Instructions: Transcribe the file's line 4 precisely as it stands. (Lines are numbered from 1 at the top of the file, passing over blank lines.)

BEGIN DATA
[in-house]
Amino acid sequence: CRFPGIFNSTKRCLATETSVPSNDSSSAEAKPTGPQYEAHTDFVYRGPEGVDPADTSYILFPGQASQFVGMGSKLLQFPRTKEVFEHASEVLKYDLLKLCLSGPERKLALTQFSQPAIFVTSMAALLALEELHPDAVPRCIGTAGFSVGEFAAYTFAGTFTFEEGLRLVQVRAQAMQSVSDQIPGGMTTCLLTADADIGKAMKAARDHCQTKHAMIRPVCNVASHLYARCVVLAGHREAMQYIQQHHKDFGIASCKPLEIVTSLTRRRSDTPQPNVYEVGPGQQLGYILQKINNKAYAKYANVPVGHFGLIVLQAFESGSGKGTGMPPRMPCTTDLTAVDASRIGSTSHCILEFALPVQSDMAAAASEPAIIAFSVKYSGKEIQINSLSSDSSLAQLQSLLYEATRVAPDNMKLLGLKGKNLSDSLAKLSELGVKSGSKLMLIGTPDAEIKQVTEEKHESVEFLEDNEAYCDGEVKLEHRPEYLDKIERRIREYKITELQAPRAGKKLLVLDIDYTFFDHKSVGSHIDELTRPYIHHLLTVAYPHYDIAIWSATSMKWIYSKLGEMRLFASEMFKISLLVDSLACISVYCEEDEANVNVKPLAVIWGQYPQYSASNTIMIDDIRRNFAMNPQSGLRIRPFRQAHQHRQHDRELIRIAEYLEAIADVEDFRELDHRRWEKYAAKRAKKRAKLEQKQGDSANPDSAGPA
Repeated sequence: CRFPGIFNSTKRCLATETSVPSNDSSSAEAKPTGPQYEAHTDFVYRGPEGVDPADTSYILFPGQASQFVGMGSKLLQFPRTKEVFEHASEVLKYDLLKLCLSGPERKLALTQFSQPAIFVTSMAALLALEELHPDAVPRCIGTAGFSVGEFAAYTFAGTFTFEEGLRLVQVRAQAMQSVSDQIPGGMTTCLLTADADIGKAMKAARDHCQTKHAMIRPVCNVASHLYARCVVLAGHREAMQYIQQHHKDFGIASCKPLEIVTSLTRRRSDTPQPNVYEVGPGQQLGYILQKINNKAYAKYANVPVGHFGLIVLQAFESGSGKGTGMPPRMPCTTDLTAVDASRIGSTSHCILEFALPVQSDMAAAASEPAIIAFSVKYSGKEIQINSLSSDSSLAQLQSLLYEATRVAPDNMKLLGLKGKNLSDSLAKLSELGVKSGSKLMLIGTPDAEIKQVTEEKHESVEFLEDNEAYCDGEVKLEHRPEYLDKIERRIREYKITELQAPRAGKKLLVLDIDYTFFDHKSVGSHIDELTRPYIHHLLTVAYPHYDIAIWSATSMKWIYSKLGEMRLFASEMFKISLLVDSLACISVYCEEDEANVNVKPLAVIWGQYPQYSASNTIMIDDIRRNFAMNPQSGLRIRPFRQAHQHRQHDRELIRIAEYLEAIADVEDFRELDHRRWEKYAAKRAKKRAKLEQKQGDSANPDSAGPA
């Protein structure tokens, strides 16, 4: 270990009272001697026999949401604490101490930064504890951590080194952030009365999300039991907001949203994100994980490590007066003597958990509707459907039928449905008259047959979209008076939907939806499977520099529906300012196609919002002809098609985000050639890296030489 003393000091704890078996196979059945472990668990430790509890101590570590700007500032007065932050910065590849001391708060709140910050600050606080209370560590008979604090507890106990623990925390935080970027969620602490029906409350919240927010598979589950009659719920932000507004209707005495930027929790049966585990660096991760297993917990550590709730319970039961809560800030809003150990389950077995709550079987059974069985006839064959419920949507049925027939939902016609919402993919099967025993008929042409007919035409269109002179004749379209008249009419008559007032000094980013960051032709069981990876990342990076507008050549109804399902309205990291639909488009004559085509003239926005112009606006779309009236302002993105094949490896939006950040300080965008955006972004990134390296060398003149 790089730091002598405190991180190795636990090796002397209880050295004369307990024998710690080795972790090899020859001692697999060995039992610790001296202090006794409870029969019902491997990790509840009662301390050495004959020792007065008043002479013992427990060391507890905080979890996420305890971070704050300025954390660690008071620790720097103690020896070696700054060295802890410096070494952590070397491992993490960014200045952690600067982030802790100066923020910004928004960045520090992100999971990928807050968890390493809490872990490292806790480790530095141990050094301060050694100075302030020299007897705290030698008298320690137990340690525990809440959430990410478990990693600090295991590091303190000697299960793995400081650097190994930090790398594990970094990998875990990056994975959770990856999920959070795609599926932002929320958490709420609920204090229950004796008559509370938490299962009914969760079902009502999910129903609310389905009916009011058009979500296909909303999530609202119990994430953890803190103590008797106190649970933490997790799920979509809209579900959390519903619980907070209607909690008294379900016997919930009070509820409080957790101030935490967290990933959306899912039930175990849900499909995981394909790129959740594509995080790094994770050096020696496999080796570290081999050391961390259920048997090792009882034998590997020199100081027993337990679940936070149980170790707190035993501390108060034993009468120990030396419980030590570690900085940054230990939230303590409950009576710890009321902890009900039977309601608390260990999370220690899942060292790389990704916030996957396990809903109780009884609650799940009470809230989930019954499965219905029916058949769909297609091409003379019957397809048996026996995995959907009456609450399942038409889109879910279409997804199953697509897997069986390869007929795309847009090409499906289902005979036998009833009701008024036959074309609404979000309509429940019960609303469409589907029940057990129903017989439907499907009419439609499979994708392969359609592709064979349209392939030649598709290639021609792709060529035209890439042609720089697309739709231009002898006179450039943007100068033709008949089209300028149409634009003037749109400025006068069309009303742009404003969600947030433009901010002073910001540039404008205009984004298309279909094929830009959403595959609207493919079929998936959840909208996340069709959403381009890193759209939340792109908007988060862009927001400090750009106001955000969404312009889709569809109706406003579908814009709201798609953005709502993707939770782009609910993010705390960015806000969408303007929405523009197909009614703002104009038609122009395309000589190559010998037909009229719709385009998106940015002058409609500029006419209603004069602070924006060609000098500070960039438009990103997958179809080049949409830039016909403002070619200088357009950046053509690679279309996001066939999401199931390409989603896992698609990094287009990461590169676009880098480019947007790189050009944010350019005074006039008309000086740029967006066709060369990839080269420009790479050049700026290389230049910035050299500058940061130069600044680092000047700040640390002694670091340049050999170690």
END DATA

């Protein structure tokens, strides 16, 4: 270990009272001697026999949401604490101490930064504890951590080194952030009365999300039991907001949203994100994980490590007066003597958990509707459907039928449905008259047959979209008076939907939806499977520099529906300012196609919002002809098609985000050639890296030489 003393000091704890078996196979059945472990668990430790509890101590570590700007500032007065932050910065590849001391708060709140910050600050606080209370560590008979604090507890106990623990925390935080970027969620602490029906409350919240927010598979589950009659719920932000507004209707005495930027929790049966585990660096991760297993917990550590709730319970039961809560800030809003150990389950077995709550079987059974069985006839064959419920949507049925027939939902016609919402993919099967025993008929042409007919035409269109002179004749379209008249009419008559007032000094980013960051032709069981990876990342990076507008050549109804399902309205990291639909488009004559085509003239926005112009606006779309009236302002993105094949490896939006950040300080965008955006972004990134390296060398003149 790089730091002598405190991180190795636990090796002397209880050295004369307990024998710690080795972790090899020859001692697999060995039992610790001296202090006794409870029969019902491997990790509840009662301390050495004959020792007065008043002479013992427990060391507890905080979890996420305890971070704050300025954390660690008071620790720097103690020896070696700054060295802890410096070494952590070397491992993490960014200045952690600067982030802790100066923020910004928004960045520090992100999971990928807050968890390493809490872990490292806790480790530095141990050094301060050694100075302030020299007897705290030698008298320690137990340690525990809440959430990410478990990693600090295991590091303190000697299960793995400081650097190994930090790398594990970094990998875990990056994975959770990856999920959070795609599926932002929320958490709420609920204090229950004796008559509370938490299962009914969760079902009502999910129903609310389905009916009011058009979500296909909303999530609202119990994430953890803190103590008797106190649970933490997790799920979509809209579900959390519903619980907070209607909690008294379900016997919930009070509820409080957790101030935490967290990933959306899912039930175990849900499909995981394909790129959740594509995080790094994770050096020696496999080796570290081999050391961390259920048997090792009882034998590997020199100081027993337990679940936070149980170790707190035993501390108060034993009468120990030396419980030590570690900085940054230990939230303590409950009576710890009321902890009900039977309601608390260990999370220690899942060292790389990704916030996957396990809903109780009884609650799940009470809230989930019954499965219905029916058949769909297609091409003379019957397809048996026996995995959907009456609450399942038409889109879910279409997804199953697509897997069986390869007929795309847009090409499906289902005979036998009833009701008024036959074309609404979000309509429940019960609303469409589907029940057990129903017989439907499907009419439609499979994708392969359609592709064979349209392939030649598709290639021609792709060529035209890439042609720089697309739709231009002898006179450039943007100068033709008949089209300028149409634009003037749109400025006068069309009303742009404003969600947030433009901010002073910001540039404008205009984004298309279909094929830009959403595959609207493919079929998936959840909208996340069709959403381009890193759209939340792109908007988060862009927001400090750009106001955000969404312009889709569809109706406003579908814009709201798609953005709502993707939770782009609910993010705390960015806000969408303007929405523009197909009614703002104009038609122009395309000589190559010998037909009229719709385009998106940015002058409609500029006419209603004069602070924006060609000098500070960039438009990103997958179809080049949409830039016909403002070619200088357009950046053509690679279309996001066939999401199931390409989603896992698609990094287009990461590169676009880098480019947007790189050009944010350019005074006039008309000086740029967006066709060369990839080269420009790479050049700026290389230049910035050299500058940061130069600044680092000047700040640390002694670091340049050999170690």